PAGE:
But what Kundera does not acknowledge is that the novel is also the invention of an invention: the printing press. (Iván Jaksic has a great essay about “Don Quijote’s Encounter with Technology.”) Many would argue that we have reached the end of the novel not because the format has been completely exhausted, but rather because radio, television, video game consoles, and the internet won out.

Now, there is hope among publishers and book authors alike that a new invention will save the novel: the e-book reader. As a member of the relatively rare species that loves both books and gadgets, I am empathetic to all sides of the debate about The End of the Book. In a recent interview in Newsweek, Amazon founder Jeff Bezos says he is “skeptical that the novel will be ‘re-invented.'”

If you start thinking about a medical textbook or something, then, yes, I think that’s ripe for reinvention. You can imagine animations of a beating heart. But I think the novel will thrive in its current form. That doesn’t mean that there won’t be new narrative inventions as well. There very well may be. In fact, there probably will be. But I don’t think they’ll displace the novel.

Of course, Daniel Lyons of Newsweek is hinting in his line of questioning that Apple’s forthcoming iPad tablet affords writers and content creators new possibilities that have never existed in long form writing before. Amazon’s Kindle does its best to recreate the act – the sensation – of reading a printed book in electronic form. The iPad, on the other hand, aims to inspire something more novel than the novel itself. The entire device and interface is designed to push content creators (we can no longer call them novelists) to think beyond mere sentences and paragraphs when setting landscapes, constructing plots, developing characters, and exploring ideas.

No one has dissected the differences between printed book, Kindle, and iPad more deliberately and eloquently than Craig Mod, a talented designer based in Tokyo.

As the publishing industry wobbles and Kindle sales jump, book romanticists cry themselves to sleep. But really, what are we shedding tears over? We’re losing the dregs of the publishing world: disposable books. The book printed without consideration of form or sustainability or longevity. The book produced to be consumed once and then tossed. The book you bin when you’re moving and you need to clean out the closet. These are the first books to go. And I say it again, good riddance.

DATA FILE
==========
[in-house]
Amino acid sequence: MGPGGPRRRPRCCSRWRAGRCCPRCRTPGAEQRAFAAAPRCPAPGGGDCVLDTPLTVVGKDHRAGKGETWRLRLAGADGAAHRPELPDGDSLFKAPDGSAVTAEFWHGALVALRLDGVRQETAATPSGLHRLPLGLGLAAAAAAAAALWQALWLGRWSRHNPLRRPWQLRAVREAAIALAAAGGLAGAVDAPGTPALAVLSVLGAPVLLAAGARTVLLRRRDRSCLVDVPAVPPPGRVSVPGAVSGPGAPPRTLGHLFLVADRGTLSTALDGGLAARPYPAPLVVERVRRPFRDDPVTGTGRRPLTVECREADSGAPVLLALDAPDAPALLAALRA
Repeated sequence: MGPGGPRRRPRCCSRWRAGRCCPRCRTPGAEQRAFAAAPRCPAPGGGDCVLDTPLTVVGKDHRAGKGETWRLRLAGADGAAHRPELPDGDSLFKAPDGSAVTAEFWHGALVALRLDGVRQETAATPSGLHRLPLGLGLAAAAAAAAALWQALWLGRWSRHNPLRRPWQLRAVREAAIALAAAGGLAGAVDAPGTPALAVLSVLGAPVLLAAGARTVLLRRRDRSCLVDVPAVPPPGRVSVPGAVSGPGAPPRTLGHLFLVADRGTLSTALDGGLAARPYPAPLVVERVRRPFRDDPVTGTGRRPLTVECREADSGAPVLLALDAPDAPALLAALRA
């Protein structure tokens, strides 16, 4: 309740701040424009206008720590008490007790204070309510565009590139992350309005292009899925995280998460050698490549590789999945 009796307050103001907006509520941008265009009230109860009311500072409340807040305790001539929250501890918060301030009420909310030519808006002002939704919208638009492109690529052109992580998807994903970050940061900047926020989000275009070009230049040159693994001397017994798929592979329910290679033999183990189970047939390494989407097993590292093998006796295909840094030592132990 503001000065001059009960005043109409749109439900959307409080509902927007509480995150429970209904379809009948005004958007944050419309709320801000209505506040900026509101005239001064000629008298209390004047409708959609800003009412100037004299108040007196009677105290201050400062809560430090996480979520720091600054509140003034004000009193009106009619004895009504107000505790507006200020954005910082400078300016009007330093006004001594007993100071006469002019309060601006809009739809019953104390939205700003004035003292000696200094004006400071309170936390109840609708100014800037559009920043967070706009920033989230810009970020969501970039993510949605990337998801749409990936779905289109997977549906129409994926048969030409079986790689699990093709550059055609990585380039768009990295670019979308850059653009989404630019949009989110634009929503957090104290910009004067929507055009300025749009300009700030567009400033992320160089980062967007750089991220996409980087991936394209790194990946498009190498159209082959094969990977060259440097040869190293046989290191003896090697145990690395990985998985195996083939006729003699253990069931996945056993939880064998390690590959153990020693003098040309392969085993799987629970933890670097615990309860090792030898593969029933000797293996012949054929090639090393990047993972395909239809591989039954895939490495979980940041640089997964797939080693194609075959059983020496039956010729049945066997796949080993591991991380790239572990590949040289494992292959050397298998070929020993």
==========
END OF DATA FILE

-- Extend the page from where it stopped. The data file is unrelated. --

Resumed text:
Mod distinguishes between formless content – “content divorced from layout” – and definite content – where the meaning and quality of the of the text depend on its layout:

Mod uses a book by Edward Tufte to illustrate an example of defninite content.

The Amazon Kindle is an electronic device meant to display a form of storytelling that came about with the invention of the printing press. It is meant to take cheap, ugly paperbacks and give them a more elegant, convenient, and sustainable design. It looks to the past and attempts to give a modern solution to fit our increasingly fast-paced, mobile lives. The iPad looks to the future, to help co-evolve new forms of storytelling. We are talking about more than just text, audio, high resolution photographs, and video. The iPad is also location aware, can sense movement, light, and has a built-in microphone. The next generation of storytellers can take advantage of all of these inputs and outputs when creating their works, to strike even more intimate connections with their readers.

The burning question now facing all of us writers who are considering publishing a “novel” is whether we will write a story for the past or for the future.

A lot of excitement has surrounded the mock-ups of magazines like Wired and Sports Illustrated on the iPad:

It’s relatively easy to imagine the possibilities for magazines on the iPad (swimsuit edition, duh), but what are the possibilities for a Cormac McCarthy or Tom Robbins novel when it’s created specifically for a device like the iPad? For those of us who are planning on writing our own novels sometime in the next ten years, how does this next generation of devices change the game for how we write stories?

I think that Milan Kundera is right in his diagnosis: after 300 years of phenomenal success, the novel has come to an end. But his error is in defining the symptoms. The novel has not come to an end because we’ve exhausted its narrative and intellectual possibilities. Rather, we are embarking upon something more novel: a new era of unexplored potential. And ours is the first generation that will experiment with and help set its form.